• S ~ U(0,1)
• if F(x-1) < s <= F(x) then x is # deaths and qd = x/n
• using Bin Dist, create CDF F(x) for # lapses (y) in period based on n - x pols in force
• S ~ U(0,1)
• if F(y-1) < s <= F(y) then y is # lapses and qw = y / (n-x)
• # pol inforce beg next period is n-x-y
• Calculating teh Binomial Dist Function
• apply bin dist to cell n w/ prob death = q
• f(x) = nCx*q^x*(1-q)^(n-x) where nCx = n! / ((n-x)!*x!)
• nCx can be gotten from Pascal's triangle
• fratio(x) = f(x) / f(x-1)
• fratio(x)
• f(x) can be calculated directly (see above) but more efficient to calc iteratively
• f(x) = f(x-1) * fratio(x) where f(0) = (1-q)^n
• fratio(x) = q/(1-q) * (n-x+1)/x
• Cumulative Dist Function F(x)
• F(s) = sum(f(x)) from 0 to s
Stochastic Interst Rates
• Overview
• more scenarios created, more credibel the results
• # scenarios limited by speed of software/hardware
• stochastic modeling of int rates best performed in aggregate
• complexities include
• must product yield rates for all possible future asset purchases, not just one rate for each future period
• int rates driven by world events which can have long term effects on rates
• can randomly generated rates adequately reflect this?
• int rates also driven by supply/demand
• to handle great variety of yields available on different investments, yields assumed to be some of two pieces
• gov't yield rate from same maturity of an asset
• spread over that yield rate (in BPS)
• int'l standard for comparing s/t rates - LIBOR
• In US, spread usually vs Treasuries
• Assuming spread is fixed and unchanging for each type of asset
• Yield Curves
• shows yield rates on one axis and time to maturity on other axis
• normally slope upwards w/ increasing time to maturity (normal yield curve)
• inverted yield curve - yield curves that slope downward w/ increasing time to maturity
• in practice, yield curves defined by one S/T and one L/T rate (90 day and 10 yr) and other rates determined from these
• interpolated rate = (1-Factor)*[90 day rate] + factor*[10 year rate]
• sample factors
• 90 180 1yr 2yr 3yr 5yr 7yr 10yr 20yr 30yr
• 0 .1694 .3600 .5671 .6706 .7647 .9059 1.0000 1.0784 1.1176
• Interest Rate Scenarios
• int rate scenario consists of one yield curve for each future period in model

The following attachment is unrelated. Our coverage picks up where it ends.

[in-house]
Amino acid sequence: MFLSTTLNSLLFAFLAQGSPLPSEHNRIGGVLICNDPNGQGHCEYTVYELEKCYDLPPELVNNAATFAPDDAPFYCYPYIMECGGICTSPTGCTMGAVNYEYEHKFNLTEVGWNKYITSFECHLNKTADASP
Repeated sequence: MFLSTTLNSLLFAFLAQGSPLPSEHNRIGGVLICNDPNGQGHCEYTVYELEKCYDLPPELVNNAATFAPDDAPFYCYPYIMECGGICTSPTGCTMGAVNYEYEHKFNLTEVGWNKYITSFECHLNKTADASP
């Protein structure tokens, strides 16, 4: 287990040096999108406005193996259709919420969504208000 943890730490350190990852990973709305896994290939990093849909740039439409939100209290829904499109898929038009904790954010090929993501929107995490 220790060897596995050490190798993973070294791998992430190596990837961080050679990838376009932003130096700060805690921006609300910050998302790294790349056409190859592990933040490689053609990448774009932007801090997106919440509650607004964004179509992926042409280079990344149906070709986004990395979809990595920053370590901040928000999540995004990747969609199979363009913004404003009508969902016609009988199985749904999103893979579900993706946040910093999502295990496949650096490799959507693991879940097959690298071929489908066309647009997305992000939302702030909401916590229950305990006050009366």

• int rates from one period to the next are highly correlated so we can't jut generate two random int rates
• 90 day adn 10yr rate are correlated - often fall and rise in unison or partial unison
• three approaches to handling (among many)
• arbitrary method
• probablistic method
• successive ratios method
• Arbitrary Method
• not a stochastic model
• involves manually creating a set of int rate scenarios in an arbitrary fashion
• different scenarios may test effect of gradual or sudden incr/dec in int rate
• of limited value - rarely sufficient # to be credible
• arbitrary input -> arbitrary output
• ex. NY 7
• Probablistic Approach
• assume every curve defined by level (10 yr rate) and slope (90 day/10yr)
• using historic info, develop prob of each level changing to any other level during next period
• probabilities arranged into grid
• in example grid
• sum(prob) = 1.0 for each row
• min i = 2% and max i = 15%
• rates equally likely to move up or down near middle of grid
• near edges, more likely to move away from edge
• similar grid showing probability of each slope changing to any other slope
• randomly determine change in level and slope, still end up w/ 10yr and 90day rates that are related
• develop CDF F(x) for each level and slope
• can combine F(x) for current level and rand number to stochastically generate teh level for the next period's yield curve
• can combine F(x) for current slope and another rand numberto generate slope for next period's yield curve
• Jetton - single grid w/ yield curves and probabilities of moving from one curve to the next - only need 1 rand #
• Successive Ratios Approach
• assume ln of rato of successive int rates is normally distributed
• ln(i(t+1)/i(t)) ~ N
• don't want to apply to both 10yr adn 90 day since would end up w/ 2 ind rates
• use one RV w/ successive ratios approacht to generate next 10 yr rate
• combo of RV_10 adn RV_90 to generate 90 day
• RV_10*weight_10 + RV_90*weight_90 = 90 day rate
• weights reflect degree of correlation between 10 and 90 day
• alternate approach uses volatility factor (VolFactor)
• Z1,Z2 - 2 sep RV ~ N(0,1)
• Correlation - degree of correlation between changes in i90day(t) and i10yr(t)
• Z10yr - RV used to generate changes in i10yr(t) (reflects some correlation w/ i90day(t))
• i90day(t+1) = i90day(t)e^(Z1-VolFactor)
• Z10year = Z1*Correlation + Z2*(1-Correlation^2)^0.5
• i10yr(t+1) = i10yr(t)*e^(Z10yr-VolFactor)
• Advantages (compared to probablistic method)
• not limited to predetermined # of int rates or yield curves
• not necessary to research adn create large tables of probabilities
• only need volatility factor and correlation factor
• no min/max int rate
• no corridor...if you feel int rates will gravitate toward certain level
• tends to product more inverted yield curves than you'd normally expect
• Might need to bias formula towards normal curves
• differnece between 90day and 10yr can grow to unrealistic extremes
Effect on Liabilities
• overview
• Int Scenarios ->Int Rates->Product Cash Flows->Asset Cash Flows